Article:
30 March 2022
By: James Redman Source: Cape town etc
What many people already know is that tobacco product waste from cigarette butts is one of the most common forms of plastic waste suffocating the environment. Now, there is another detrimental threat facing our environment (much to the dismay of the Cape Town vaping community)– vape waste.
Vape waste creates three huge environmental issues:
- Increase in single-use plastics
- Increase in tech waste from their parts, including lithium-ion batteries
- Introduction of hazardous and toxic chemicals like nicotine into the environment when discarded
According to Tobacco Free CA, “vape waste is waste associated with vapes, including disposable vapes, pods or cartridges, e-liquid containers and packaging, and vape batteries. Vape waste is especially bad for the environment because it offers three forms of waste in one: plastic waste, hazardous waste, and electronic waste (e-waste).”All of these are viciously detrimental to the environment.
Plastic waste is already a problem in South Africa. South Africans create around 122 million tonnes of waste per year, according to data provided by Infrastructure News.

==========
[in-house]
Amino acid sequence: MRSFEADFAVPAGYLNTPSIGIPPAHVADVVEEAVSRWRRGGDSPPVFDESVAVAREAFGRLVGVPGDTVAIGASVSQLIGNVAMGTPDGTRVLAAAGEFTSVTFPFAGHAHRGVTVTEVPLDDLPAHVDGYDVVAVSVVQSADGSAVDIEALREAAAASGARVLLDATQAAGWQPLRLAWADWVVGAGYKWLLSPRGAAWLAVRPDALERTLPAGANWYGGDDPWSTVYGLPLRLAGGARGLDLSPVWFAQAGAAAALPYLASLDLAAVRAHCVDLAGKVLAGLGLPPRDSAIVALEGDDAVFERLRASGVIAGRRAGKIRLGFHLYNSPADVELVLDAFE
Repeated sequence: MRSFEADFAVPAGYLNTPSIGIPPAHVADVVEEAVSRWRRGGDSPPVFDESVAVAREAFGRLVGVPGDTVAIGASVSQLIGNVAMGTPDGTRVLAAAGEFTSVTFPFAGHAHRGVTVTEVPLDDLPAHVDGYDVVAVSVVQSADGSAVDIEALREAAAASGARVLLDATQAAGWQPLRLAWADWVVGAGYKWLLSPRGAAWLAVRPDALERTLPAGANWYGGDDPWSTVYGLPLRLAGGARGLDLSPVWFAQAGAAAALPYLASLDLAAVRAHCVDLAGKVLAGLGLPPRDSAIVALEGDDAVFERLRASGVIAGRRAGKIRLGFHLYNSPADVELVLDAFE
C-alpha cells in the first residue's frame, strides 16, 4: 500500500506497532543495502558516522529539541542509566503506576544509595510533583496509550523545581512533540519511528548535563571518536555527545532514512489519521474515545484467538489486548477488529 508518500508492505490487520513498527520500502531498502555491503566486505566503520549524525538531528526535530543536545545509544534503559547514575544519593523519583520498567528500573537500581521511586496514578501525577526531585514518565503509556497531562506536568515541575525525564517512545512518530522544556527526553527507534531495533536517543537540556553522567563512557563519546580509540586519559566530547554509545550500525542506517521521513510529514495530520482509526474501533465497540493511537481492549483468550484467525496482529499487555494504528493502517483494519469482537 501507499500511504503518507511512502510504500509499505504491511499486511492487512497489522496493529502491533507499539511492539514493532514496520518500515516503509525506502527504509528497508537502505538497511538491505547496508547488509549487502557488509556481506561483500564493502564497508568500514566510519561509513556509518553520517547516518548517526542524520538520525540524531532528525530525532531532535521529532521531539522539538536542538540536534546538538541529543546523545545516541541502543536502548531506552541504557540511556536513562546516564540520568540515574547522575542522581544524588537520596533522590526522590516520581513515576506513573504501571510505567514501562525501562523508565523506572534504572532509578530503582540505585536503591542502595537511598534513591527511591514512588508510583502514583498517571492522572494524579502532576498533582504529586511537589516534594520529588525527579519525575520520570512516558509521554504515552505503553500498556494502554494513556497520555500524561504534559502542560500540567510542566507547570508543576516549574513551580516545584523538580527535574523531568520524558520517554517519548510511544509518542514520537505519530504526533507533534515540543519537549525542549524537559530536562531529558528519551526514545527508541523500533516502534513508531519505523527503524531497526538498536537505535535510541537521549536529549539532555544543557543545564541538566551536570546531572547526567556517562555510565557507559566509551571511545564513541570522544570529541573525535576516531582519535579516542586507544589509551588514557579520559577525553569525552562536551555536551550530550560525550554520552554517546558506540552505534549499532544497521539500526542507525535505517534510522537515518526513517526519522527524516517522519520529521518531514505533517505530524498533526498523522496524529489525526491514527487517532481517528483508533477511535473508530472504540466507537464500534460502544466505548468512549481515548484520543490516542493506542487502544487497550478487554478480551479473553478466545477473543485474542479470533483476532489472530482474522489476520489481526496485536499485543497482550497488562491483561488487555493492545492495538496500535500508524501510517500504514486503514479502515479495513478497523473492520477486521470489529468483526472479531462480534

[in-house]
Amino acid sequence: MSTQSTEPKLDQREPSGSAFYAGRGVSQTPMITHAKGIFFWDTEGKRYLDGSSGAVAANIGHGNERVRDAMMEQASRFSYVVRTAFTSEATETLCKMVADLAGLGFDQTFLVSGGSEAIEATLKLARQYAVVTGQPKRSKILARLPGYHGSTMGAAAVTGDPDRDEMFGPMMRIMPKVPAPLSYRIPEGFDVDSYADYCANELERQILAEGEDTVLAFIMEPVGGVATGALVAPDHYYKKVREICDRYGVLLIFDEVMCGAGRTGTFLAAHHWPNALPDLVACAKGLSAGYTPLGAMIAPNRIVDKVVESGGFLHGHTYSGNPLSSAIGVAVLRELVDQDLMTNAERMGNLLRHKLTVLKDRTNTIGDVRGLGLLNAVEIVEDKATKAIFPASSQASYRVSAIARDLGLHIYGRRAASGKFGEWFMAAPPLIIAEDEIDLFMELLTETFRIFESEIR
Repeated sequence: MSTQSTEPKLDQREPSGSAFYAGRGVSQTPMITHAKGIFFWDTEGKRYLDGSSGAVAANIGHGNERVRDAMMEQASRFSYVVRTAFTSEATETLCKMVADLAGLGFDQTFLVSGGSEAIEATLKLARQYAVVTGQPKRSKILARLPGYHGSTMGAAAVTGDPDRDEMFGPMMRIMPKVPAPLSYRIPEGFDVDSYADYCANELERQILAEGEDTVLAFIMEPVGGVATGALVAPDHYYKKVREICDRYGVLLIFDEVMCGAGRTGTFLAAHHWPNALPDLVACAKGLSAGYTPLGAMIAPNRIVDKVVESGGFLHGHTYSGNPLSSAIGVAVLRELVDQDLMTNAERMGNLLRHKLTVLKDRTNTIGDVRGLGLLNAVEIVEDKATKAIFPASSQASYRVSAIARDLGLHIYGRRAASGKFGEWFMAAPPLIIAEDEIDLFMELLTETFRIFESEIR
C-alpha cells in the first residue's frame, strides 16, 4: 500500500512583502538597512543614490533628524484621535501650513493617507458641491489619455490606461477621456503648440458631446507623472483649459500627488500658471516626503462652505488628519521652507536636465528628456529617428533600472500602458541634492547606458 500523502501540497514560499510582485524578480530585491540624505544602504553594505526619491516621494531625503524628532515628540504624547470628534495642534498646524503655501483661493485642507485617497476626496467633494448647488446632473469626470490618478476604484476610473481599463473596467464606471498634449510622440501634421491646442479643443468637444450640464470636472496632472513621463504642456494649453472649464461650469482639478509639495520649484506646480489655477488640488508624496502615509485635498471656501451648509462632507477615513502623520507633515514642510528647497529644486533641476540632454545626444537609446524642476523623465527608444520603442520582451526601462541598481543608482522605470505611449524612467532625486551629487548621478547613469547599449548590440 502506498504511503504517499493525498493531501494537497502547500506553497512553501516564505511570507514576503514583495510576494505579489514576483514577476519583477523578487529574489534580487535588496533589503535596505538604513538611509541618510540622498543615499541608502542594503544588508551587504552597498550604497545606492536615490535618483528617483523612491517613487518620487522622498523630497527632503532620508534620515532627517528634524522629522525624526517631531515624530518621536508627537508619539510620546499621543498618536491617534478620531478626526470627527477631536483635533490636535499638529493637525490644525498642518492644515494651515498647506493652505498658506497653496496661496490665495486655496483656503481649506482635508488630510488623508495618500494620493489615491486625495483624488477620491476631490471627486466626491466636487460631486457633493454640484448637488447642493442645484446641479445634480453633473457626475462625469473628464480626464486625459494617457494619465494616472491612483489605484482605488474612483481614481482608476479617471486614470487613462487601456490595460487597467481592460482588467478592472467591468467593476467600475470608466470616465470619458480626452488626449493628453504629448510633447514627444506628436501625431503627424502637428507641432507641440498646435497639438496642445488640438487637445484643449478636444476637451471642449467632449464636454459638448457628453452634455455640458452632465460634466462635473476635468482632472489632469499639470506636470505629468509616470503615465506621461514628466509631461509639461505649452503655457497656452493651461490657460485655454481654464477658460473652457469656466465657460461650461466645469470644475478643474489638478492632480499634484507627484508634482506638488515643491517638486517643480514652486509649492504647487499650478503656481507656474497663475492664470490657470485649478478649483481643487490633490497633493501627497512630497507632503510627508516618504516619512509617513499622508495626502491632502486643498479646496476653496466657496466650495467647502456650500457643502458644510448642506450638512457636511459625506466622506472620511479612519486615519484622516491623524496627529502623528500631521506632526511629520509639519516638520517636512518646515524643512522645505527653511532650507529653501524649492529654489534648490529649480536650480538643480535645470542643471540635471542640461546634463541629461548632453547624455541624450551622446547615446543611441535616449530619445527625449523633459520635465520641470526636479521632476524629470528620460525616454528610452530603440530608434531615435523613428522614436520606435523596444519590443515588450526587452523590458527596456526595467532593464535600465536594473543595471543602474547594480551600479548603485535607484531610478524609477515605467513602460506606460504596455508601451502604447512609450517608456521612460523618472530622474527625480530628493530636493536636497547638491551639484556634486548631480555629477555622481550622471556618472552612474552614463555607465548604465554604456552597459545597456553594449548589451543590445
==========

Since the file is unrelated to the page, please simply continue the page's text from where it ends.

Vapes don’t help the plight either. This is because the device body and pod design are made of unrecyclable plastic.
This kind of plastic is an issue because of its non-biodegradable nature. It’s been expressed that it can take up to a century for some plastic items to decompose. Adding to the waste, vapes are made up of certain heavy metals as well as nicotine that’s found in the flavour pods. The lithium-ion batteries are yet another waste concern.
Back in the day, cigarettes were a huge part of the social culture for the generations before. Today, a lot of young people have veered away from the tobacco movement and are armed with a vape at their sides. According to Truth Initiative
, about one in five high school students were using e-cigarettes in 2020. There was a 1000% increase in use among high school students between 2019 and 2020, their findings further indicate, creating an upward trend toward the waste problem. In South Africa, people in the 16-24 and 25-34 age categories contributed over 55% share to the e-cigarette market in 2018 already, with an upward trend projected to be 18.5% by 2024 according to Prescient & Strategic Inteligence.
So, if you’re a vaper, perhaps all of this is something to consider next time you find yourself debating over mango-ice or raspberry flavour, as the implications of your actions are more significant, as you now know.